Tuesday, 10 February 2015

I got awarded a Marie Curie individual fellowship!

After over 5 months waiting, I heard back from the European Commission: my Marie Curie Individual Fellowship has been selected for funding! This means two years of funding for research at Utrecht University in my project. In case you're curious, here's an excerpt of the summary of my project proposal:
Music is an art form with a very long history, and continues to engage millions of people today. Music Information Retrieval (MIR), the exciting interdisciplinary science that brings together music and computer science, is a growing field of research with the potential to enrich pure computer science knowledge while creating real-world applications that the general public can benefit from. While the marriage of art and science is often troublesome, MIR has the benefit that many aspects of music are highly structural and have been subject to rigorous formalisation for a long time. Formalisation and computers go hand in hand, and MIR researchers have therefore been developing models of musical structure for many years, and putting them to use in several applications. However, such models, so far, have had limited impact; they are commonly restricted to one specific aspect of music (such as harmony or form), can be hard to implement computationally (due, for example, to the way ambiguity is handled), and are often too technical to be used directly by musicologists who are not familiar with programming language details.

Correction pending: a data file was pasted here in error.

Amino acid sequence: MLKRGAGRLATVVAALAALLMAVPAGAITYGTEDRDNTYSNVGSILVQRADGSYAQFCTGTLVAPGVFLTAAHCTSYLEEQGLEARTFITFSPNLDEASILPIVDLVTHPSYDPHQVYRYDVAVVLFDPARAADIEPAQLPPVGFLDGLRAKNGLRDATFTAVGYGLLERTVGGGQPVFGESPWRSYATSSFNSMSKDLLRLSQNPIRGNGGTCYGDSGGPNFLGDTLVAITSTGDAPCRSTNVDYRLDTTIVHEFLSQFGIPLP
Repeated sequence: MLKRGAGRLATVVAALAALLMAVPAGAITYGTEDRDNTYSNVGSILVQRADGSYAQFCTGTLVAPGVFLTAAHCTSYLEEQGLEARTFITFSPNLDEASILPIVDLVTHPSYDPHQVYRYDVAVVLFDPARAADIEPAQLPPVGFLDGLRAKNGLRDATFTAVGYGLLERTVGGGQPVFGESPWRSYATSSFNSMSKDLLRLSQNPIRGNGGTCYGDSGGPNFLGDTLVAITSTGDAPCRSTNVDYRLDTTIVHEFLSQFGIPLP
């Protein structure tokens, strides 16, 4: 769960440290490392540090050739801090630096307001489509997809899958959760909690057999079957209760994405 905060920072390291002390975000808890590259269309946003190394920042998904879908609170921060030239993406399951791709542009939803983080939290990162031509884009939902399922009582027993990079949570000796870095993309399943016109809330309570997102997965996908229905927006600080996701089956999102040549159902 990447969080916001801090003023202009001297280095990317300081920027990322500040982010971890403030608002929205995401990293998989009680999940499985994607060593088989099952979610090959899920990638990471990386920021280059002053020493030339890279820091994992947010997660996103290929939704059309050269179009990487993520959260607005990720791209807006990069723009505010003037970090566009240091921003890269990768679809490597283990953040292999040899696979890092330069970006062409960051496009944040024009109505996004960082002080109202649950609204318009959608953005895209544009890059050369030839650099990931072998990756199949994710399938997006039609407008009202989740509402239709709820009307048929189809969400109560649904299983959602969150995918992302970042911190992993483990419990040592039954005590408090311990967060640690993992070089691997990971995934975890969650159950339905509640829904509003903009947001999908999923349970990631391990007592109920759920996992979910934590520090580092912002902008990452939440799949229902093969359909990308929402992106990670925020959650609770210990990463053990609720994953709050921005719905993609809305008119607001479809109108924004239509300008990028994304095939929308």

However, models are valuable. Unlike machine learning approaches, model-based MIR provides a real insight about the underlying structure, and can benefit from the input of musicologist experts. Furthermore, a single model can be applied to multiple important MIR tasks (such as retrieval, analysis, and automatic composition). The research goal of this project is thus to give musical models the impact they deserve, advancing the practical embodiment of hierarchical musical structurein its various formsin computer science through the development of new, functional Models of Structure in Music (MoStMusic). Specifically, I intend to develop functional models of musical form, melody, and harmony that enable an easy, fast, and flexible way of creating model-enhanced MIR applications. Being executable, these models will pave the way for true content-based music analysis and retrieval---an underestimated and underexplored area. As a showcase of a model-enhanced application, I will create an online music analyser that automatically computes the structure present in a user-submitted piece, and displays it in an interactive interface that highlights the structural shape of music.

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